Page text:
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The Art of Great Wall Research Paper

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Updated: Jan 16th, 2019

The Great Wall of China, one of the world’s wonders and one of the greatest engineering projects in the history of the humankind is surrounded by myths and controversy which attract researchers and tourists all over the world. Preserved since ancient times, the Great Wall of China consists of scattered fragments which were built as the fortification lines but losing their defense value, are recognized as a historical and cultural relic.

Separate fragments of the Great Wall of China are more than 2, 000 years and the history of their creation is lost in centuries, giving rise to numerous myths and legends as well as debates of the historians.

The construction of the first parts is dated back to the Warring States Period. The conventional view on the creation of the first fragments is that these fortifications lines were the product of the struggle between Chinese farmers and nomadic horsemen at the end of the Warring States Period around 200 BC. However, there are scholars who oppose this traditional approach, viewing the history of this colossal project from a fresh perspective.

For example, Nicola Di Cosmo considered the wish of Chinese governments to expand into the neighboring territories as the main precondition for intensifying the fortifications and building the walls. “Di Cosmo has pointed to an important shift in Chinese military strategy during the Warring States Period” (Slavicek, Mitchell, and Matray 20).

Later, Quin Shi Huang who was the first emperor of the Quin Dynasty, managed to overcome his competitors and to unite China into a single empire. He is known for a number of political and economic reforms aimed at transforming the old China and strengthening the empire. Quin Shi Huang joined the parts of the Wall and extended it to a total length of 5, 000 kilometers for the purpose of creating a formidable defense line in the north, destroying the old inner defensive systems such as the complexes of walls and watchtowers.

“The giant wall would not only serve as protection against invading nomads but also stand as a symbol of the Chinese emperor’s great power” (Richardson 10). Only scattered parts of the original construction have survived till the modern times, and the precise length of Huang Di’s Wall is unknown.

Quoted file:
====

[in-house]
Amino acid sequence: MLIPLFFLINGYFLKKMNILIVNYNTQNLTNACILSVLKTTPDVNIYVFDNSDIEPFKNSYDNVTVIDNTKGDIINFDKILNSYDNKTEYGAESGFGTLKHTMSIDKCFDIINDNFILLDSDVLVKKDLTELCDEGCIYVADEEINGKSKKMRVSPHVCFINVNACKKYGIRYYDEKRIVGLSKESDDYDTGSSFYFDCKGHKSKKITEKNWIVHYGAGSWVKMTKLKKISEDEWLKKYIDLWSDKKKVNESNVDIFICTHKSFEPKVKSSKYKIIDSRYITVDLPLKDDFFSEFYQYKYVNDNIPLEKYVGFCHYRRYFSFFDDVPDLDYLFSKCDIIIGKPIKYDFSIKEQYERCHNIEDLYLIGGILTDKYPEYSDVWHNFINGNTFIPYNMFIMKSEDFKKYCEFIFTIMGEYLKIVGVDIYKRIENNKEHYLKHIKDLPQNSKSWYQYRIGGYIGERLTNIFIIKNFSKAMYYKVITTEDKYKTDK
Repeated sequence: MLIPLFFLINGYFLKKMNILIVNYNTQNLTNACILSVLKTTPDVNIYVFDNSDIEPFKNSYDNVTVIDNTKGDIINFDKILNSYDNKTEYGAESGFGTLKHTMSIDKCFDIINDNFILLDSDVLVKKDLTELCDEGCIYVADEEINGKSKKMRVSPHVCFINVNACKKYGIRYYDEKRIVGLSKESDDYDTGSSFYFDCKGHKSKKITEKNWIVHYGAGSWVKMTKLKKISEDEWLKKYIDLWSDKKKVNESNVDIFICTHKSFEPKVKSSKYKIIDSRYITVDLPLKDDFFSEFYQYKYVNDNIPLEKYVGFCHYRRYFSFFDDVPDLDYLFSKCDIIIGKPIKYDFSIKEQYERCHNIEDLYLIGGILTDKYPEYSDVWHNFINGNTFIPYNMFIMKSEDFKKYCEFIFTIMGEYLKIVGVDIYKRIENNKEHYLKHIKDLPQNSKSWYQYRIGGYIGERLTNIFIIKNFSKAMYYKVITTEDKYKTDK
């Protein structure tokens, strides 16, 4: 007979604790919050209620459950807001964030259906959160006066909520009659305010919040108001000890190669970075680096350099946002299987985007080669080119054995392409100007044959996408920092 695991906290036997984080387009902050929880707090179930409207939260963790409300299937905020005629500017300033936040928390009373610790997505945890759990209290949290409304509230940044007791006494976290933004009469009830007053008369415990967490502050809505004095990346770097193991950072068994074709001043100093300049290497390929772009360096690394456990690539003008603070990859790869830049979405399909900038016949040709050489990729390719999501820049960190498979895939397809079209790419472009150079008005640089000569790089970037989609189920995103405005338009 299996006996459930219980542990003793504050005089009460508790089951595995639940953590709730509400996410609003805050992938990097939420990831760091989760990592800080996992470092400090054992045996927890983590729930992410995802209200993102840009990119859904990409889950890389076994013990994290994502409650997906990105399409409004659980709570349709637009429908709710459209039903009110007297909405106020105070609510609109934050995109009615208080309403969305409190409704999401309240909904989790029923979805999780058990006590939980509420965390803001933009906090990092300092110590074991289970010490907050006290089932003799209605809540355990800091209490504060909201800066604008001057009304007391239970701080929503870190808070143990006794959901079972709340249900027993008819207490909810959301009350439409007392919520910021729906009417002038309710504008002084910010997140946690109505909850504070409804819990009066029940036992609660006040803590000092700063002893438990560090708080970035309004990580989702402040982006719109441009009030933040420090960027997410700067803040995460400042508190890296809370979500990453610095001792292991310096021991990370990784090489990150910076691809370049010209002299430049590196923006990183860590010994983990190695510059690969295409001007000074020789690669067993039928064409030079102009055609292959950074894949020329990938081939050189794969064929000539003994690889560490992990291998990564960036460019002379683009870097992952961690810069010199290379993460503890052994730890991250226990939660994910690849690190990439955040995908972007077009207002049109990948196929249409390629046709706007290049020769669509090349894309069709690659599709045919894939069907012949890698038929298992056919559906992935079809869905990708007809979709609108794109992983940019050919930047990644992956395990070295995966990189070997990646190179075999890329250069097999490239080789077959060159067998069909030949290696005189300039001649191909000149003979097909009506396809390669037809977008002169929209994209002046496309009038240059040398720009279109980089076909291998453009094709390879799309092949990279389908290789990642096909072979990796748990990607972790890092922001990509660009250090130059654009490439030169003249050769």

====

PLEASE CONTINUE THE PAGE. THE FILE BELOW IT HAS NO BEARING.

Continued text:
The majority of modern scholars believe that the Great Wall of that period was not less than 1, 500 miles as compared to 3, 889 miles of the present day construction (Slavicek, Mitchell, and Matray 26). That project of the Qin dynasty is defined as the First Great Wall, and the following projects of the Second Great Wall by Han Dynasty, the Third Great Wall by Jin Dynasty and the Final Great Wall by Ming Dynasty contributed to the original construction.

At present, the Wall is not used as a defensive barrier. “The Great Wall completely lost its purpose, both as a military defense line and as a national boundary” (Slavicek, Mitchell, and Matray 4). The last battle took place at the wall in 1938 and since then it has been damaged by the sun and wind. Within the previous century, a significant part of the wall was robbed by the local inhabitants who used the rocks and stone for building their houses.

The government used the materials of the Wall for more ambitious projects and ruined it for building the highways and enlarging the cities. It was only in 1984 that the President Deng Xiaoping started the restoration of the Wall, recognizing its cultural and symbolic value for China and its people (Evans 8). Initially built as a fortification line, the ancient Great Wall of China has lost its defense value and became a historical and cultural relic of the country.

The numerous myths surrounding the history of construction of the Great Wall are preconditioned with the remoteness of the date of its origin and the lack of knowledge of the Chinese citizens concerning the history and the purpose of creating the fortification line. As an important historical relic and cultural symbol, this colossal construction attracted attention of historians, archeologists and artists all over the world.